A recent study conducted by specialists at the Mayo Clinic showed that energy drinks increase the risk of cardiac events, even in younger people. The strong effect energy drinks have on blood pressure is augmented in the case of consumers who are not used to caffeine. Since it has become a habit among young people to drink these energy-boosting products, doctors warn about the risks of heart-attack and stroke.
The experiment included 25 healthy individuals between 19 and 40 and monitored their heart rates and blood pressure. The two heart parameters were measured before the consumption of a typical energy drink (and, respectively, a placebo drink for the control group) and then reassessed 30 minutes after the participants ingested the drinks. The increase in blood pressure during the 30 minutes interval was significantly higher in the ones who were given energy drinks, compared to the control group who drank placeboes.
The so-called “caffeine-naïve” study participants (those who consumed less than 160 mg of caffeine per day) were most affected by rocketing blood-pressure levels. Apparently, the lack of caffeine in the body results in a higher vulnerability to the effects of energy drinks. In the study, the blood pressure variation in energy-drink consumers who were caffeine-naïve was more than twice the variation in placebo consumers.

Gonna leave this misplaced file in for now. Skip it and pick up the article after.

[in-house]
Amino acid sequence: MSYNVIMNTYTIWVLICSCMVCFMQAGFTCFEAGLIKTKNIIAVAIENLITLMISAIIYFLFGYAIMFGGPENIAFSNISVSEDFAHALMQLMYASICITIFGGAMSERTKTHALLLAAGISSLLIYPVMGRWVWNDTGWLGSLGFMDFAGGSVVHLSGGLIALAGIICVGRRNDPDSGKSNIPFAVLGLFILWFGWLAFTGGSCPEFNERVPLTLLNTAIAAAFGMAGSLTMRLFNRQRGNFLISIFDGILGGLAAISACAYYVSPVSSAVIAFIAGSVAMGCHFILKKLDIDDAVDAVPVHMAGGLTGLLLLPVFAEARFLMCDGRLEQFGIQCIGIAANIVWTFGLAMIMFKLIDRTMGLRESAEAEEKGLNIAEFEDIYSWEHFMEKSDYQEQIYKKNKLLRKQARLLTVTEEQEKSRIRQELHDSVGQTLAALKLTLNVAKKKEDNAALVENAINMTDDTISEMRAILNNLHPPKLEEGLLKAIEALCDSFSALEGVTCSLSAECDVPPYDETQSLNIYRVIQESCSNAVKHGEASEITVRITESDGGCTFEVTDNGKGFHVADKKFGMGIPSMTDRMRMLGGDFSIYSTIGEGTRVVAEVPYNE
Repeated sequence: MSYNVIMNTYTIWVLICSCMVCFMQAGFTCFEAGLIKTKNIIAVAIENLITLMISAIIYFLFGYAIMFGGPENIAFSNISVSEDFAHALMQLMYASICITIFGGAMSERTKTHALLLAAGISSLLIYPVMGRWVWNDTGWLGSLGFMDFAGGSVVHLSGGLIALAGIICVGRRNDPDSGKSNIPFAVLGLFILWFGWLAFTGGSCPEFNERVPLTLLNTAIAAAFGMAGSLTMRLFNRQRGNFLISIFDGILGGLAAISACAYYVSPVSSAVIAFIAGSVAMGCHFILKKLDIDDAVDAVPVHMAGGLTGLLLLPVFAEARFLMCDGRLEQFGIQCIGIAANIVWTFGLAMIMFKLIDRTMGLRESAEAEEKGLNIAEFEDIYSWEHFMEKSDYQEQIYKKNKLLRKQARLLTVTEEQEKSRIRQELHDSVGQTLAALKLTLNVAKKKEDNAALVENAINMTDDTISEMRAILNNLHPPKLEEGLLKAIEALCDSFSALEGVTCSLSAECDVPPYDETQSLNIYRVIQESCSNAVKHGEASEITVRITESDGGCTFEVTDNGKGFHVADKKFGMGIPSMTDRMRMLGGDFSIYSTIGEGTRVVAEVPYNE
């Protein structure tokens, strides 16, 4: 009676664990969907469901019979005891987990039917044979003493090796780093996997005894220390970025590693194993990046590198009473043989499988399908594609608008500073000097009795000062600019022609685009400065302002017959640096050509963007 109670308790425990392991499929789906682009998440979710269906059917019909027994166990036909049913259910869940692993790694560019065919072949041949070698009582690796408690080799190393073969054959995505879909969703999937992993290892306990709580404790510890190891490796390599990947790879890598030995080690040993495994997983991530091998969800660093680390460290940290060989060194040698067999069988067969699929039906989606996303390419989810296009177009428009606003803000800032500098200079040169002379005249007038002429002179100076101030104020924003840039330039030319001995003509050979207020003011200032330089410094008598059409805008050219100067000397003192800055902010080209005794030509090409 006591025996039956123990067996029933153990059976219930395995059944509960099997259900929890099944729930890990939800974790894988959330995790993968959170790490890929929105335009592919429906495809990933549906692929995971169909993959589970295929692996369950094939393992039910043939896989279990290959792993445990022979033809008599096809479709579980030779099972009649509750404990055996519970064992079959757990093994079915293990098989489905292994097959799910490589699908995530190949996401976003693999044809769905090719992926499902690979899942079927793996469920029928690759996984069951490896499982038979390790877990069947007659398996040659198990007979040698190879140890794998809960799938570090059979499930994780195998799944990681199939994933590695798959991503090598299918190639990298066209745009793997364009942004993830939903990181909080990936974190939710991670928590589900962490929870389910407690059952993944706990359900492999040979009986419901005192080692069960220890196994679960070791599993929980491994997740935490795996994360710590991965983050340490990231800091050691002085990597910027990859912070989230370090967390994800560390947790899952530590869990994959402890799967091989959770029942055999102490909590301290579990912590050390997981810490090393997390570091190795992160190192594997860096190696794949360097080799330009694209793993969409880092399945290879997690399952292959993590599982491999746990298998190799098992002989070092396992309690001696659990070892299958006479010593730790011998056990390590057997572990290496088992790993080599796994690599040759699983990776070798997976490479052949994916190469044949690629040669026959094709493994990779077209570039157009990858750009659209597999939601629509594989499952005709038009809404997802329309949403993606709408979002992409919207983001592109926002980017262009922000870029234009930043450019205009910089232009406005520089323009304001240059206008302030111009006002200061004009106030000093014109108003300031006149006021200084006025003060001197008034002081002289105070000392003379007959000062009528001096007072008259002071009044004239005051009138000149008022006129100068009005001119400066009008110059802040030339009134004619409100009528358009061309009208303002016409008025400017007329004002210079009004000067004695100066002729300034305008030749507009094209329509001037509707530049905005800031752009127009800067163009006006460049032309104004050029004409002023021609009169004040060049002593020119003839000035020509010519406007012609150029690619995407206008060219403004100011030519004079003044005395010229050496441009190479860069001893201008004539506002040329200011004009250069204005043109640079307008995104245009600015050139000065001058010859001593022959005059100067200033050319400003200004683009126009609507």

Energy Drinks Side Effects – Mayo Clinic
Medical Doctor and PhD Anna Svatikova, lead author of the study and cardiovascular diseases fellow at the Mayo Clinic, warned teenagers and young people, who are more likely to be caffeine-naïve, to be careful about energy drink consumption. The research team on energy drinks side effects (Mayo Clinic) has presented the results of this study on Saturday, March 14, at the 64th Annual Scientific Session of the American College of Cardiology, held in San Diego.
Many public figures have taken attitude against high energy-drink and soda drink consumption. Snowboarders Austin Smith and Brian Fox, for instance, launched a campaign to promote water-drinking, back in 2011. Addressed particularly to children and teenagers, the campaign was promoted on their “Drink Water” sweatshirts. The study conducted by Anna Svatikova and her team comes to confirm earlier concerns about the health risks of energy drinks.